ST. PAUL, Minn. (WCCO) — Minnesota lawmakers could be getting a pay hike next year.
State voters approved a constitutional amendment in November setting up a “Legislative Salary Council” to decide how much legislators should get paid.
Minnesota part-time lawmakers earn $31,141 a year. They haven’t had a raise since 1999, because they are politically sensitive to raising their own pay.
But even though lawmakers have been part-time since statehood in 1858, there’s now a year-round work load and a $42 billion budget.
“It’s a huge responsibility,” Minnesota Governor Mark Dayton, a Democrat, said. “Anybody who thinks it’s a part-time job doesn’t follow the schedule of an average legislator.”
Dayton believes Minnesota legislators should earn a salary equal to the state’s per capita income: $52,000. That’s nearly double the salary lawmakers take home now.
There are nine that states pay lawmakers $50,000 or more. California pays the highest: $100,000.
But many upper Midwest states pay well also: Wisconsin ($50,950), Illinois ($66,000), Michigan ($71,685) and Ohio ($60,584).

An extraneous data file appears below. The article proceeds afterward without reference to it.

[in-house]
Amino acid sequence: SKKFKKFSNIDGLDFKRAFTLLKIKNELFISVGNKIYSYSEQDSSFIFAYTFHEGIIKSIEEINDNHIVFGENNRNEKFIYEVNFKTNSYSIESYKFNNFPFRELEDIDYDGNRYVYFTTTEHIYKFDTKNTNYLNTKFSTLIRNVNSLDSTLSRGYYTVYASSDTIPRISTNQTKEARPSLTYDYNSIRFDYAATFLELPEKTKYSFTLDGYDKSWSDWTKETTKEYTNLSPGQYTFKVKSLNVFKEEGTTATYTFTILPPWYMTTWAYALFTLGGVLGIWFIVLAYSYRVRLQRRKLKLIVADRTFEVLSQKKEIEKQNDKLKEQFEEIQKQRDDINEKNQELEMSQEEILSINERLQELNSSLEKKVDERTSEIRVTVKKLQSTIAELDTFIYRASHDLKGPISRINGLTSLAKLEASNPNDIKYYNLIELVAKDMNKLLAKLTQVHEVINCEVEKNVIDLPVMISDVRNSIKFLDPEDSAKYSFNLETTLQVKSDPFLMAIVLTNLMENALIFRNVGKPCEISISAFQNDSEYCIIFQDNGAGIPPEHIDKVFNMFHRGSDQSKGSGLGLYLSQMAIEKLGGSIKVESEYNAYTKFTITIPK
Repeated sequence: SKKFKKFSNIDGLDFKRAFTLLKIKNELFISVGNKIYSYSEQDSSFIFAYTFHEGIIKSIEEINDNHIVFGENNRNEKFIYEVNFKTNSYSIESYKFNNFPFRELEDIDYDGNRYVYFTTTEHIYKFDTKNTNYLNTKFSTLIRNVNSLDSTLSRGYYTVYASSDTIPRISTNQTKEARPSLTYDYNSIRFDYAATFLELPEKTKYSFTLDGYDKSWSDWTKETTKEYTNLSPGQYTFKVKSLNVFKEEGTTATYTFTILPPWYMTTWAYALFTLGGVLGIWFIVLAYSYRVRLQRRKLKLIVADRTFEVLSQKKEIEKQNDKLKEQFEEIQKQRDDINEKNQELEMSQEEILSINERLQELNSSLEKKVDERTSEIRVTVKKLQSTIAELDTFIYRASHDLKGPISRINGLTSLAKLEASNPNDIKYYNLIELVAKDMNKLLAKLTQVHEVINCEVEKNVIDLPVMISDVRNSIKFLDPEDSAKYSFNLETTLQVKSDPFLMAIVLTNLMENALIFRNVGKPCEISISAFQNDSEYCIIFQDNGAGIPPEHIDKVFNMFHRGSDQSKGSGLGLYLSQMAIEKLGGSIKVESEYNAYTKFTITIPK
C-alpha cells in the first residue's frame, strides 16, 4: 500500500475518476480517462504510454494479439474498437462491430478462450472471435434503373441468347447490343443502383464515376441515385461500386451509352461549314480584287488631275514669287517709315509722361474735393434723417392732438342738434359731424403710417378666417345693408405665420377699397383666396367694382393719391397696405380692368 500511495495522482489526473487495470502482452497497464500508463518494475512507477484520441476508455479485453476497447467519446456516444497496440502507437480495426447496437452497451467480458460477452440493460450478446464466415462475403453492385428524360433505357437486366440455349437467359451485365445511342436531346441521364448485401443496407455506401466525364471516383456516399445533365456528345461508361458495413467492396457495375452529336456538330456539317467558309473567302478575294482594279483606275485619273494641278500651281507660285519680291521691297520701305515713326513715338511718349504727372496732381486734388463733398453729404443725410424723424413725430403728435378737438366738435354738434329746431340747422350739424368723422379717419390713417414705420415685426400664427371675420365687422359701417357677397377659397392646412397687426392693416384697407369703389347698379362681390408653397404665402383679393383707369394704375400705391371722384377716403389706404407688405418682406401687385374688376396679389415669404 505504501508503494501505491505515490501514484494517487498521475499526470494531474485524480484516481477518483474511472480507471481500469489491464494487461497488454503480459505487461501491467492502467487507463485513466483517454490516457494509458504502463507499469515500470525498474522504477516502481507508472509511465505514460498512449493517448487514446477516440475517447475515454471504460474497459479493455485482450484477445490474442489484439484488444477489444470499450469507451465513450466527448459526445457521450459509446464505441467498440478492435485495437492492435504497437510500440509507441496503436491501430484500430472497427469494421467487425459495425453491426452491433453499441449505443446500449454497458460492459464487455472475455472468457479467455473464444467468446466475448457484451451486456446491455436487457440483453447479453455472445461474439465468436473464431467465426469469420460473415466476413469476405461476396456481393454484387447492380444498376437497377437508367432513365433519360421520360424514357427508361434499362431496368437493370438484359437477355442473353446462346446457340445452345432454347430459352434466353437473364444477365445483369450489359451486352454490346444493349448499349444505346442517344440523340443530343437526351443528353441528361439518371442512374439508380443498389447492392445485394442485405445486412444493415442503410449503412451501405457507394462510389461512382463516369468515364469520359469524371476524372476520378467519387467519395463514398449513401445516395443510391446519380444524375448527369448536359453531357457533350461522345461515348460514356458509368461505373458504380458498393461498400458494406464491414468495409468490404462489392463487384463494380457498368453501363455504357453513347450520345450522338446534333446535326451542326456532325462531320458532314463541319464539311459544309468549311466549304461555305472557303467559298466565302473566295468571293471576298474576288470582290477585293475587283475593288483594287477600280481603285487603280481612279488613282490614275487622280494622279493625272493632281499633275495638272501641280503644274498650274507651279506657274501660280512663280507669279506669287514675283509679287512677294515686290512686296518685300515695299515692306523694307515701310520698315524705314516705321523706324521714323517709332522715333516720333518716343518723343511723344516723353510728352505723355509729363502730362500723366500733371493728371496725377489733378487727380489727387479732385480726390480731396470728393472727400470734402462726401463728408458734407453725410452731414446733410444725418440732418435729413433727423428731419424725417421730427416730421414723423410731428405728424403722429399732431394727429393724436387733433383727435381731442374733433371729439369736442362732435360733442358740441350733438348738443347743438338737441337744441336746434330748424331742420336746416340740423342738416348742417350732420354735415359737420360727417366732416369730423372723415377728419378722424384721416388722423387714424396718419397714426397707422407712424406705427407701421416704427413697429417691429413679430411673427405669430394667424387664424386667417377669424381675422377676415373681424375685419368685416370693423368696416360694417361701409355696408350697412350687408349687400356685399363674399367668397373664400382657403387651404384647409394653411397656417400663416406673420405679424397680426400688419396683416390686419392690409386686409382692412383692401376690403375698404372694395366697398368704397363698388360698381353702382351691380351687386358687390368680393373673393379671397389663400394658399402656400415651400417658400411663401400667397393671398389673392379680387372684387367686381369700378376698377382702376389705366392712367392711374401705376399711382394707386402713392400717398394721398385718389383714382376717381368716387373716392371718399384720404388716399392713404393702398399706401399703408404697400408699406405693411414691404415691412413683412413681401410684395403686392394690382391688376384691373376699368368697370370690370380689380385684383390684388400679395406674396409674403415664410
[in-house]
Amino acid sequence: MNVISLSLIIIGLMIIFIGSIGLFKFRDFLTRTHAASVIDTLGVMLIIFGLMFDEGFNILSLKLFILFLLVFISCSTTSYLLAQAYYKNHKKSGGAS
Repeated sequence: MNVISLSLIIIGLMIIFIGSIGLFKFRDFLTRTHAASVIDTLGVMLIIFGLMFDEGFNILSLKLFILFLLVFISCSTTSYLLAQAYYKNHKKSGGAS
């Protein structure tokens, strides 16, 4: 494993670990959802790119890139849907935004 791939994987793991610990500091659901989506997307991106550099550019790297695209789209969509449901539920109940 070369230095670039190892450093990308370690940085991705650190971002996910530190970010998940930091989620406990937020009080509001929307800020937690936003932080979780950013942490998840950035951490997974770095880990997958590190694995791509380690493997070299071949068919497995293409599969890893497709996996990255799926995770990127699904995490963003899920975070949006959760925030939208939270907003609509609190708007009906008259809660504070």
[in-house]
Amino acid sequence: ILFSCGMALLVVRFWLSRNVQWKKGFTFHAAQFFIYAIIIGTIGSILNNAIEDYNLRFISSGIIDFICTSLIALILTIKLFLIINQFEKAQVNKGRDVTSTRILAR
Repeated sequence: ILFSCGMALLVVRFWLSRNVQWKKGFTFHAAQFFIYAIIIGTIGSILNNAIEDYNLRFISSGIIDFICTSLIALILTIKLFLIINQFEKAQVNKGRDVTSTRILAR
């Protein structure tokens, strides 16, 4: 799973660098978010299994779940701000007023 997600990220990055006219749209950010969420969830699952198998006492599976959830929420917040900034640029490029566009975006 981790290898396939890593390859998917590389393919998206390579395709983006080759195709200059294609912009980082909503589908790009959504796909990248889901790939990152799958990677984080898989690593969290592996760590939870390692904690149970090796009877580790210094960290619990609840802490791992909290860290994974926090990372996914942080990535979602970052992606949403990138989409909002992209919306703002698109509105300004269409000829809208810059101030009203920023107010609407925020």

There are 10 state legislatures considered full-time, or almost full-time, and which pay full-time salaries: California, New York, Pennsylvania, Alaska, Florida, Illinois, Massachusetts, Michigan, Ohio and Wisconsin.
Most states are like Minnesota: Part-time lawmakers who work about two-thirds of a full-time job, but don’t earn enough to make a living.
This year, voters approved an outside “Citizen’s Council” to decide by March 31 what lawmakers should earn. And just like that: the new pay goes into effect July 1.
Skeptics say it takes from lawmakers the responsibility of doing it themselves.
“This is going to make it easier,” said David Schultz, a law and ethics professor at Hamline University in St. Paul. “It’s going to make it easier for them to get a salary increase. Now whether or not they deserve one is another story. But clearly this is going to be insulated from them so they can blame somebody else.”
Here is who will serve on the Council deciding lawmaker pay, according to the Office of Governor Dayton:
“Governor Dayton will appoint eight Minnesotans to this council, which will include one appointee from each Congressional District. Four members must be Democrats and four members must be Republicans. Additionally, none of the members of the council may be: A current or former legislator, or the spouse of a current legislator; A current or former lobbyist registered under Minnesota law; A current employee of the legislature; A current or former judge; A current or former governor, lieutenant governor, attorney general, secretary of state or state auditor.”
Here are some of the sources we used for this Reality Check: